I just realized that two lines of this kind are added every two seconds in my system.log (/var/log/system.log). They are shown on two lines each below to narrow the story width:
Jan 21 01:16:28 localhost mach_kernel: USB: 262.604: AppleUSBOHCI(0x188F000):: ReturnOneTransaction - found the end of the transaction(0x97C73F0)! Jan 21 01:16:28 localhost mach_kernel: USB: 262.604: -AppleUSBOHCI(0x188F000):: ReturnOneTransaction - done, new queue head (L0x97C8180, P0x80F1E801) V0x1E8F180
It stops if I kill background palm application...
[Editor's note: Strangely enough, I do not have this entry in my log file on either machine that runs the Palm Background app. It's probably worth a quick look to see if yours is filling up quickly, though -- command-tilde then /var/log and check the size of system.log.]
Just discovered something by accident and I couldn't easily find this tip already posted:
If you hit Control-I or Control-Tab in the Finder when a window in List view is in the foreground it will cycle through the column sort focus. And sure enough, Control-Shift-I or Control-Shift-Tab will reverse the direction of the column focus. I'm trying to find a key combo that will actually reverse the sort order but haven't caught it yet. A little help...?
PS: I notice Control-I and Control-Shift-I also do the same job as Tab and Shift-Tab in Column view. The reason? Tab and Shift-Tab DON'T work in an Open/Save dialog but Control-I and Control-Shift-I do. Ah-hah...
[Editor's note: I'm pretty certain I never knew this one, and I don't think it's been published here before ... it also works for cycling columns in column view!]
Now, put them together. TextExtras allows you to run the text in an entry box through a pipe and replace the text with the pipe's output. We're going to set up a pipe for Vim. The tricky part is that Vim, being an editor, can't just read text from stdin, edit it, and write it back to stdout; it uses stdout for the editing interface. So we have to help it out a bit, and this is where vimwrapper.pl comes in.
Read the rest of the article for the details on this trick...
I was searching for printing solutions under Classic, and had just created a Postscript file (.ps).
I was pleasantly surprised to find that double-clicking the postscript file opened TeXShop (see below) which automagically converted the file to PDF and displayed it. The .pdf file is stored in the same directory as the original .ps file.
Checking the details, I found that TeXShop 1.13, a very good and free front-end for teTeX on MacOS X, also acts as a perfect front-end to Ghostscript. Ghostscript can convert both .eps and .ps files to PDF. Complete installation instructions for TeXShop and teTeX (including Ghostscript) can be found at the TeXShop site.
I have a network of Macintoshes running OS X and a PC running Windows XP. I wanted to enable the PC to print to a LaserWriter that only talks AppleTalk. There is commercial software that enables you to do this, but here's how to do it for free. In brief, the missing piece of the puzzle was figuring how to make OS X print to an AppleTalk printer from the command line. For those of you who want to figure the rest out for yourself, the relevant UNIX commands are at_cho_prn and atprint.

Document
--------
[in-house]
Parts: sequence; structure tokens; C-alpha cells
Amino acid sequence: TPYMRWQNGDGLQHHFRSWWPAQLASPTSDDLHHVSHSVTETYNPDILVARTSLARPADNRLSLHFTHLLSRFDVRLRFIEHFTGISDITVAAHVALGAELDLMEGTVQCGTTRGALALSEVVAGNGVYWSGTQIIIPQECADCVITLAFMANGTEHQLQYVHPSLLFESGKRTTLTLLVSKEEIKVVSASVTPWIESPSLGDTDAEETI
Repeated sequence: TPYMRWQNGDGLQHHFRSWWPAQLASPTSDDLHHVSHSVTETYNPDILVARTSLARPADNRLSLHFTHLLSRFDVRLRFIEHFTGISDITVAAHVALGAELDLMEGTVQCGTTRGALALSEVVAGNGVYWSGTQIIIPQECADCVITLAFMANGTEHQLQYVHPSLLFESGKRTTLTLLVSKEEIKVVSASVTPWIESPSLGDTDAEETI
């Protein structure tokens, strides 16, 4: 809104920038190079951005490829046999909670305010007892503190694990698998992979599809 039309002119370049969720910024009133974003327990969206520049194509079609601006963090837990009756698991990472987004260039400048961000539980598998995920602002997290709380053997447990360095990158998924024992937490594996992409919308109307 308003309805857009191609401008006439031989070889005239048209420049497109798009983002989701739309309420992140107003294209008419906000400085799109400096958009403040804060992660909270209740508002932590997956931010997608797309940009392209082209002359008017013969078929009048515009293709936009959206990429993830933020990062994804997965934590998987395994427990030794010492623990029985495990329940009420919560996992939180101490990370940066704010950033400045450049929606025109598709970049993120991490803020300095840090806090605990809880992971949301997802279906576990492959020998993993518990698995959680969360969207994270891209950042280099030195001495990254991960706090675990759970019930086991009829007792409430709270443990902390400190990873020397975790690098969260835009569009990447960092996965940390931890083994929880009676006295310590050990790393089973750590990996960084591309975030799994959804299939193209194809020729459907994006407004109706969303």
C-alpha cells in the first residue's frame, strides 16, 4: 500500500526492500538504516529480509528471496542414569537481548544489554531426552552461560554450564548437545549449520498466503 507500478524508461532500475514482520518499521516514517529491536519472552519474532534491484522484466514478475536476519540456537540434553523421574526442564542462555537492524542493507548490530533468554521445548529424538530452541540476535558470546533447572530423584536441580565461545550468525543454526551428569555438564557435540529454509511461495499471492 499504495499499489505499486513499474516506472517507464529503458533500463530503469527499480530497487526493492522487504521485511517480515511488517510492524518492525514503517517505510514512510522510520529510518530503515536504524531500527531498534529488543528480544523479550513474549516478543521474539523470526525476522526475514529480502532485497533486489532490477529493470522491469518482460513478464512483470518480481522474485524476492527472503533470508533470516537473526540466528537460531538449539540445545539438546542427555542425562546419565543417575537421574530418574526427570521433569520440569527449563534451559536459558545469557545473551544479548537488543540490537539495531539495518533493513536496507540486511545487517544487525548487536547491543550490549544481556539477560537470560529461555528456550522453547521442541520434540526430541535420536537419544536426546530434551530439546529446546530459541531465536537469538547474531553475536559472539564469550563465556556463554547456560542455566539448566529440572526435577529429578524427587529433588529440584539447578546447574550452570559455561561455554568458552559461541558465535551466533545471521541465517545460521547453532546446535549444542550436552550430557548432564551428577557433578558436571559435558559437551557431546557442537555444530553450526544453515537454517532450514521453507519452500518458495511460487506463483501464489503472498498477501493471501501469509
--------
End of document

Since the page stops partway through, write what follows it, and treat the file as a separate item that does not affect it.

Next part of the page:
If you'd like the step-by-step instructions, read the rest of the article.
This Change Priority AppleScript allows you to easily set the priority of any running application via a simple GUI. I built it based on the many previous priority-related hints, and would appreciate any suggestions.
[Editor's note: I downloaded and tested this script, and it does exactly what it states - you get a list of all running processes, click the one you wish to change, set the priority level you want, and say OK.]
First download Emacs on Aqua from SourceForge. I'd recommend getting the source and building (easy -> download, untar and cd into the directory and do a ./configure, make, make install. YMMV, try the prebuilt one first, and drop into the Applications folder (I had to build from source on a 10.1.2 TiBook).
Then, this is the cool part. In your shell profile, set an alias to:
Now type emacs myfilename on a command line and it will start it up like an Xemacs session :-) woohoo. Good news is that JDE also works fine with Emacs on Aqua.
- Winton (an old fashioned Unix for coding and Mac for Everything else kindofguy!)
[Editor's note: I tried building from source, and although the application compiled fine, it quit unexpectedly on launch, so I was unable to test the alias portion of the tip. I've been using Carbon Emacs which seems to work fine.]
Like all other Toolbars found in OS X, the Toolbar in System Preferences allows you to choose how the Icons are displayed.
Choose from Text Only, Icon Only, or Text and Icon by holding the Command/Apple key while clicking the Toolbar widget (the oblong button at the top right of the window). This allows more than the usual 8 or 9 items.
This should also work for any Cocoa Application using Toolbars.
Now that I think about it this is probably old news. But it's news to me. Enjoy...
[Editor's note: It's news to me, too ... and I couldn't find a previous mention of it here, so perhaps it's news to more than just two people!]